Serbian capital begins to feel the breath of war


BELGRADE, Yugoslavia -- The war is beginning to come home to Serbia's stronghold capital.

Terrorist attacks have begun here in Belgrade, which is also the capital of the united Yugoslavia. They are the only option for Croatian militants since the combined forces of Serbian nationalists and the army with its Serb-dominated officer corps are enough to keep Croatia's weaker forces tied up in breakaway Croatia.

At least six bombs exploded last week in Belgrade's leading restaurants, shattering the illusory tranquillity of the previous weeks and wounding several people.

The main explosions went off in the men's restrooms at restaurants known to be frequented by Serbian nationalists: at the "Ruski Czar" (Russian Czar), favorite central Belgrade hangout of supporters of "Red Duke" Vojisalv Seselj, leader of the Serb Ultra nationalists, and at "Orach," main watering hole for nationalist journalists.

Anonymous callers claiming to be Croatian nationalists telephoned the Yugoslav news agency Tanjug to warn that more terrorist acts should be expected in retaliation for Serbian attacks on Croatia.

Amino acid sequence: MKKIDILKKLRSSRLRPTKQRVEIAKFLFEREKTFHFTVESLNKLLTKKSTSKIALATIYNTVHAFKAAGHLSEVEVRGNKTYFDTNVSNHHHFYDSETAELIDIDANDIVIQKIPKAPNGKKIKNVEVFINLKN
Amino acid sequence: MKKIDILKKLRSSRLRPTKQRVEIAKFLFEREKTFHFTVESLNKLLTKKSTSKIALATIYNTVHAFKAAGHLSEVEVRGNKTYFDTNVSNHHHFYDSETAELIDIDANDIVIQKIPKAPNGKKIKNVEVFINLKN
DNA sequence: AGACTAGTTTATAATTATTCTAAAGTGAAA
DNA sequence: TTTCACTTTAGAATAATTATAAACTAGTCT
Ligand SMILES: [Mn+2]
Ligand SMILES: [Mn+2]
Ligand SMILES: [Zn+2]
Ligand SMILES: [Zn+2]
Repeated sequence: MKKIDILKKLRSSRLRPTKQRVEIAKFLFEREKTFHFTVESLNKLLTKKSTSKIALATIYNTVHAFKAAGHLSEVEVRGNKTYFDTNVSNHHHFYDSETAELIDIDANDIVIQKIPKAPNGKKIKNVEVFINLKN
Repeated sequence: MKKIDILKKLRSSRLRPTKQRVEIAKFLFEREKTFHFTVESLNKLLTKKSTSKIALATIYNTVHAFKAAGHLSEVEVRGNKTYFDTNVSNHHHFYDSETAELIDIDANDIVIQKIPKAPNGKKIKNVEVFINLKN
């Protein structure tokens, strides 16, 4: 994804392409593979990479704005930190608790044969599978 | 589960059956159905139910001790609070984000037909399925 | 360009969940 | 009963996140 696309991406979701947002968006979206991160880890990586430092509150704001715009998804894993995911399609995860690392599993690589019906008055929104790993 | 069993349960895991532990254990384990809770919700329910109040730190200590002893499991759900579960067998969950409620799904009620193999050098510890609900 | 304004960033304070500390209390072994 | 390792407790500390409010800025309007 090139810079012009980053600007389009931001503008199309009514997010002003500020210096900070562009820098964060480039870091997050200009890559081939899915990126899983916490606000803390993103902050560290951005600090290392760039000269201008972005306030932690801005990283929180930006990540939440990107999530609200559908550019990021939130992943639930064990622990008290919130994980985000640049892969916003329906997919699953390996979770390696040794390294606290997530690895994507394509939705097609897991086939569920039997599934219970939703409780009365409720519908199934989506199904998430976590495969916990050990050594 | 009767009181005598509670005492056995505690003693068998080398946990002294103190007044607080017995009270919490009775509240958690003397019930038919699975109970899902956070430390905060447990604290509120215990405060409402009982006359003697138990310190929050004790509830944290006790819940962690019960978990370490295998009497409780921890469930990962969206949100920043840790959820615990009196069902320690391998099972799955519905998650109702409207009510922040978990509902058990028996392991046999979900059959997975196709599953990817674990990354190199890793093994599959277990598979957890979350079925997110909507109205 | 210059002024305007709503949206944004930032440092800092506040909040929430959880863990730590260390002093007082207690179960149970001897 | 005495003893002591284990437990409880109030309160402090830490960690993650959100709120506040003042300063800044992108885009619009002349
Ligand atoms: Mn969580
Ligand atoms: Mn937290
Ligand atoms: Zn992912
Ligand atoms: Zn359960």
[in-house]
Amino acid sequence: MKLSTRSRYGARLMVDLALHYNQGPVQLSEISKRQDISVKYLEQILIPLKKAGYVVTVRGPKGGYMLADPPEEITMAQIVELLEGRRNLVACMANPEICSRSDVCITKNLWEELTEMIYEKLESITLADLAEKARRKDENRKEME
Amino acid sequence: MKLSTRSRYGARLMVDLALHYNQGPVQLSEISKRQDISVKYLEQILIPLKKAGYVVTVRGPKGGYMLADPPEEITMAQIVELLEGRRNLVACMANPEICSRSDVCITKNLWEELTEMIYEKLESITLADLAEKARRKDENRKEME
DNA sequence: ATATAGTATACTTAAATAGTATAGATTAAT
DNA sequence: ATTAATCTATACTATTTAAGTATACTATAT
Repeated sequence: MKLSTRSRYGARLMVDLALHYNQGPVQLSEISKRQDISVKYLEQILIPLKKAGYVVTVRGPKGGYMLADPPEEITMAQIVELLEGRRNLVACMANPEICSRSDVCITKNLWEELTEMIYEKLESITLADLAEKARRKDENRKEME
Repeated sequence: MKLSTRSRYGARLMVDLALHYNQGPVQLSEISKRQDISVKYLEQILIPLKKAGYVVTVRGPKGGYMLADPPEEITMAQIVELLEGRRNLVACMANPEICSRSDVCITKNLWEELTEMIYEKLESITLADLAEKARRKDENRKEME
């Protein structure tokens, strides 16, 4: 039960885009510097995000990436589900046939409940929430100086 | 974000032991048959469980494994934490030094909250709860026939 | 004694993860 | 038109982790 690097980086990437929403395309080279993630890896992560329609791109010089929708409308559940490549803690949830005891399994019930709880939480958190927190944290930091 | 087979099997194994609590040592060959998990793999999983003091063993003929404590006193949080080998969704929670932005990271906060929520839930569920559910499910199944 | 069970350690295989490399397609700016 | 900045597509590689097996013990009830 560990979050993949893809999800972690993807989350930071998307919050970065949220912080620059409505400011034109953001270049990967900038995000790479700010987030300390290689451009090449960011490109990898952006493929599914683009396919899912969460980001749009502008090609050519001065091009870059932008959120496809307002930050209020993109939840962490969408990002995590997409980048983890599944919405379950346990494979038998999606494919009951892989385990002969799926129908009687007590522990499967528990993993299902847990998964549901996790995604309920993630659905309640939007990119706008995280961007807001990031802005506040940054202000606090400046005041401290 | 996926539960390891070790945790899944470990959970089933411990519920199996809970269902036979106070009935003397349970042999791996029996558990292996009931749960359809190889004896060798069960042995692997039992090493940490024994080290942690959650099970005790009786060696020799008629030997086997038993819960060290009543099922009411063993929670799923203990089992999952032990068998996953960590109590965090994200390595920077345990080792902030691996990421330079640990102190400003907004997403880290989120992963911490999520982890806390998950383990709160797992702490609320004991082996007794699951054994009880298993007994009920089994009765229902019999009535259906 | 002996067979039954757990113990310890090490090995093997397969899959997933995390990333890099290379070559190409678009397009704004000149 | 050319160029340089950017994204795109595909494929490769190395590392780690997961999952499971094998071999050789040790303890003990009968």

The news of the onset of urban terrorism spread like wildfire despite an obvious effort by Serbia's authorities to prevent panic. Restaurant business has plummeted. People move nervously in hotel foyers.

The prospect of urban terrorism has added a new strain to the psychologically ravaged population of Belgrade, already inundated by a steady stream of ghoulish anti-Croatian propaganda.

One Croatian woman who lives in Belgrade says she refuses to listen to television or radio or to buy newspapers. By contrast, most Serbs are glued to the news media. The blitz leaves little to the imagination. Belgrade's independent TV station "Studio B" cautioned the other night that young children and "people with ++ weak nerves" should not watch its documentary program, which featured the gory sights of beheaded torsos and mutilated bodies. The authenticity of the reports is never independently verified.

The effect has been that nationalist hatreds and passions are prevailing over reason. Cafe and office talk mirrors the propaganda. "Did you hear about the Serb from Knin who was captured by the Croats. They cut out his tongue and then his eyes and then slit his throat."

It is a hatred that is mirrored in Croatia: On the sea wall in the Croatian seaside resorts, graffiti sum up the mood on the other side: "We Ustashi do not drink wine, we drink the blood of the Serbs from Knin."

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